Four months later, I still haven’t done my homework. Deciding what to keep and what to throw away is not easy when it’s attached to a memory, and judging by the number of books on the subject, including Clutter Rehab, Clutter Diet, Clutter’s Last Stand and Clear the Clutter, I’m not alone.
Yes, I’ve watched the reality show, Hoarders, which never fails to make me feel better about my own house. Sometimes it seems that no matter how many bags we throw out, there are always more coming in.
I’m not convinced all clutter is bad. I like my refrigerator to be covered with art and notes. I like my memories of years past even if they’re hidden in scraps of paper. Science-fiction author Ray Bradbury said this about why he was a packrat and kept everything he cared about since childhood. “Sometimes an object, a mask, a ticket stub – anything at all — helps me remember a whole experience, and out of that may come an idea for a story.”
In my clutter are my family’s stories. Maybe one day I’ll go through it, but for now I’m keeping my notebooks, including the one with my breastfeeding log. If anything, I figure if my kids ever doubt my devotion, I’ll have tangible evidence to show them.
Tips from the pros
Rachael Kalinsky, who started her company, Order in the House, in 2009, has always been an organizer at heart. “My mom would tell you that as a kid, I always knew where to find my toys, clothes and books, and I always put them back where they belonged.”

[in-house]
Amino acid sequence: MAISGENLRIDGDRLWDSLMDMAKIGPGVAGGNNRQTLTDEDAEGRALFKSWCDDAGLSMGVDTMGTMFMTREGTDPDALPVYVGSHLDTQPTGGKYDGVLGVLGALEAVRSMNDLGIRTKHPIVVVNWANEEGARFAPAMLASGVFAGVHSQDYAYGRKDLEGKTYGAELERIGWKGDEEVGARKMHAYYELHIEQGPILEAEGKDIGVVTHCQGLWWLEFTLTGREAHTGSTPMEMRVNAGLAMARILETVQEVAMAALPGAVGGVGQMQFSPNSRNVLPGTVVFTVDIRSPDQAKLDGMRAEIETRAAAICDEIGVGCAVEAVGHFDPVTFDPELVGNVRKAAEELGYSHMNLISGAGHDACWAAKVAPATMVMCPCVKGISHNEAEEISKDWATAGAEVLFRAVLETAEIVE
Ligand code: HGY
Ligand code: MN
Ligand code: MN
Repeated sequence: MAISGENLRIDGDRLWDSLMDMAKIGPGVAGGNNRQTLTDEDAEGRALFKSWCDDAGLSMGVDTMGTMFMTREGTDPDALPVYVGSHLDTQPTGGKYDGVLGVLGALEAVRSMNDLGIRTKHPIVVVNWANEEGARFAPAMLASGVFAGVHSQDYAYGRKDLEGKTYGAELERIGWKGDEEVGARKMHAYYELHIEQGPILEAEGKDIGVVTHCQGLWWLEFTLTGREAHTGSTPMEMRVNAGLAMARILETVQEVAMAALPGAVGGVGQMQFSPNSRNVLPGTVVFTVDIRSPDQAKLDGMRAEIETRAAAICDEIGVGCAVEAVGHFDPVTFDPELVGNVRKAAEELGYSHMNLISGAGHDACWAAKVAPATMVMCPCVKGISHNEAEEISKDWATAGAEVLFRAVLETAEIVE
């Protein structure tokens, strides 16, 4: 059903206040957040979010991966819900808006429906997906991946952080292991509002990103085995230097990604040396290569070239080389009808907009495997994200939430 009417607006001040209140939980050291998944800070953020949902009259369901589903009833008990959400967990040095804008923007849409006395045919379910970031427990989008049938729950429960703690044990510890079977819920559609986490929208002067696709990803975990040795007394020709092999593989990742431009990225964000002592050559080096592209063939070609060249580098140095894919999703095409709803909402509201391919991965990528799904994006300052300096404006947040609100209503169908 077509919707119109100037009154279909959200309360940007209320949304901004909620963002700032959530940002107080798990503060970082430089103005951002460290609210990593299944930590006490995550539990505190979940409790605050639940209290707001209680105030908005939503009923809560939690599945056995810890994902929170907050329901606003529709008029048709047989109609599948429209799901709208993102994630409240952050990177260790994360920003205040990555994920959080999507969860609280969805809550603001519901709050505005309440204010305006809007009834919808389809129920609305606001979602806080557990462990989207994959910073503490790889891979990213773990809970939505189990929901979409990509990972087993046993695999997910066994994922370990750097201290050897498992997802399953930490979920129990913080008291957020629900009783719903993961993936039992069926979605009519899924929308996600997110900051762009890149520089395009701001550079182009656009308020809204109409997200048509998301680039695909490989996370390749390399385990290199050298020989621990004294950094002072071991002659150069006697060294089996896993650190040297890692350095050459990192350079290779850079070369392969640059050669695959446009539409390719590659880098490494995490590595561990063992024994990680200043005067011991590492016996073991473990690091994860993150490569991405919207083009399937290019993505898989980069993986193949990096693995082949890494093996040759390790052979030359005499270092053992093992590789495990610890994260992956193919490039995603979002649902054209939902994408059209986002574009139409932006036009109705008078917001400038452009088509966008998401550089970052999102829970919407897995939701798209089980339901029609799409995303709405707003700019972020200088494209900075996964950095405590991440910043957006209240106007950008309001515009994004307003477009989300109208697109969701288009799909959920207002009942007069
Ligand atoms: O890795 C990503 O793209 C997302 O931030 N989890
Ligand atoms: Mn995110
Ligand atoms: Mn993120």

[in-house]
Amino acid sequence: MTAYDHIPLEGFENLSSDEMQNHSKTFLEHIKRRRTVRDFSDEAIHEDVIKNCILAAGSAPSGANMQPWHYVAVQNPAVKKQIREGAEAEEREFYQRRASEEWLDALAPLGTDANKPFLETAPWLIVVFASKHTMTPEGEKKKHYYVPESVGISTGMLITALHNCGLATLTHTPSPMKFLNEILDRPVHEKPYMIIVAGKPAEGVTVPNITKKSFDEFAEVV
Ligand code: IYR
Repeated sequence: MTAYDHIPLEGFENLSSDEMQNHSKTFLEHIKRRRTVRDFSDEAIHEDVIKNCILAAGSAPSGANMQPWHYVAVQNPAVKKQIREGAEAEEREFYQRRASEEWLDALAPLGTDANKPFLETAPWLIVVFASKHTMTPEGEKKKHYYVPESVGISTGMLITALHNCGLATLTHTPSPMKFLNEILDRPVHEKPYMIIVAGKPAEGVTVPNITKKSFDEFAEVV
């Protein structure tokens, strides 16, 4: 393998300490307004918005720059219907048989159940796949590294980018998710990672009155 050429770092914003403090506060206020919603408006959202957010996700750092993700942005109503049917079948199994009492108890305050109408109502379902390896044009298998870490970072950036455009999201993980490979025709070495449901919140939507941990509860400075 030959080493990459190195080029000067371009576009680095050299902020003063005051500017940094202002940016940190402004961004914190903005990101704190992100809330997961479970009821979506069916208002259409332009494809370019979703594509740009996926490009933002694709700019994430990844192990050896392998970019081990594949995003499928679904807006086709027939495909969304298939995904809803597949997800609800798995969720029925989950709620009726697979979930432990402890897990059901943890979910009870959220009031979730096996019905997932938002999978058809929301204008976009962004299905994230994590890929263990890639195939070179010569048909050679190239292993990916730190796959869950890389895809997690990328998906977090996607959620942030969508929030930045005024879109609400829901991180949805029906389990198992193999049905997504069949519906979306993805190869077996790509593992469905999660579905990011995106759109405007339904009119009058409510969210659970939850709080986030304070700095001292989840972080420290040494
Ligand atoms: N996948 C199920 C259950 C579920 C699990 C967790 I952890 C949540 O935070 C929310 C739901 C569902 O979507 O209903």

Another professional organizer we contacted, Debbie Bunze, confessed to being in love with her label maker. Here are some of their tips:
Protect the good stuff. For paper memorabilia (art, certificates, photos, schoolwork etc.) use a waterproof bin for each child and let them choose what to keep. Keep the bins out of the basement as humidity can damage their contents. When the kids leave home, give them the box.
Put all the hangers backwards in the closet. Each time something is worn, turn the hanger around. Every six months examine the clothing that hasn’t been touched. Be realistic about the clothes you’re not wearing and give them away.
Schedule a time and start small. Don’t put too much pressure on yourself or you’ll get overwhelmed and continue to procrastinate. Set realistic targets: focus on one bookshelf, closet or room at a time.
Tame the paper piles. Don’t keep any financial statements or tax receipts past seven years.
Have the right tools. Set yourself up with garbage, recycling and donation bins, and a relocate-to-another-room bin (or bag) so you don’t leave the room and get distracted.
Create a place for everything. Hang hooks for the kids’ backpacks as they come in the door; baskets for similar items or toys; a letter tray for mail.
Deal with it now. It takes just a minute to put the book back on the shelf, take out the trash, or put away clean laundry. It saves time, reduces the nagging and keeps things from piling up and you from feeling overwhelmed.
Make it a family chore. Get the kids involved in donating old toys, pasting labels or photos on baskets to identify their contents, and putting things back where they belong.
Relax. People often believe they are the worst, but staying organized is a very common difficulty. Never feel embarrassed.
The cost of hiring a professional can vary, some charge by the hour, others by the project, but expect to pay about $60 an hour.
For more tips, or to find a professional organizer in the Montreal area, visit www.organizersincanada.com/get-organized.